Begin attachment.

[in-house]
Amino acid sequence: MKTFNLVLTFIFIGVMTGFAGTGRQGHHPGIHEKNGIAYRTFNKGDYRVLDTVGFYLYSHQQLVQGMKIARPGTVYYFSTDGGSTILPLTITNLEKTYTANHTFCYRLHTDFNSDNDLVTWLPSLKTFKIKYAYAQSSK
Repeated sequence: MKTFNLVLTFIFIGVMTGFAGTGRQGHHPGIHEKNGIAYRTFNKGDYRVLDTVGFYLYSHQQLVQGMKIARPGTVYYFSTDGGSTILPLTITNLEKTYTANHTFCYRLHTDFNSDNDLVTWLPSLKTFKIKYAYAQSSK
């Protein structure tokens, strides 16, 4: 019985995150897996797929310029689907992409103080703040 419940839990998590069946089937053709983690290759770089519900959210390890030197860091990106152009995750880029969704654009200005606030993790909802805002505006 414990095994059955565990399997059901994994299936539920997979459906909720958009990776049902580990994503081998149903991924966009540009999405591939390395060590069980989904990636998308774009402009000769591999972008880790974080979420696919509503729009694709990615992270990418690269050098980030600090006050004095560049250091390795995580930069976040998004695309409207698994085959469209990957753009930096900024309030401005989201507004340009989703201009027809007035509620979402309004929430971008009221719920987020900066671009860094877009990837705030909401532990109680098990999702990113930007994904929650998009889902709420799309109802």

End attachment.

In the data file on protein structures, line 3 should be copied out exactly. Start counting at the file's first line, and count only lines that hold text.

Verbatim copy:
Repeated sequence: MKTFNLVLTFIFIGVMTGFAGTGRQGHHPGIHEKNGIAYRTFNKGDYRVLDTVGFYLYSHQQLVQGMKIARPGTVYYFSTDGGSTILPLTITNLEKTYTANHTFCYRLHTDFNSDNDLVTWLPSLKTFKIKYAYAQSSK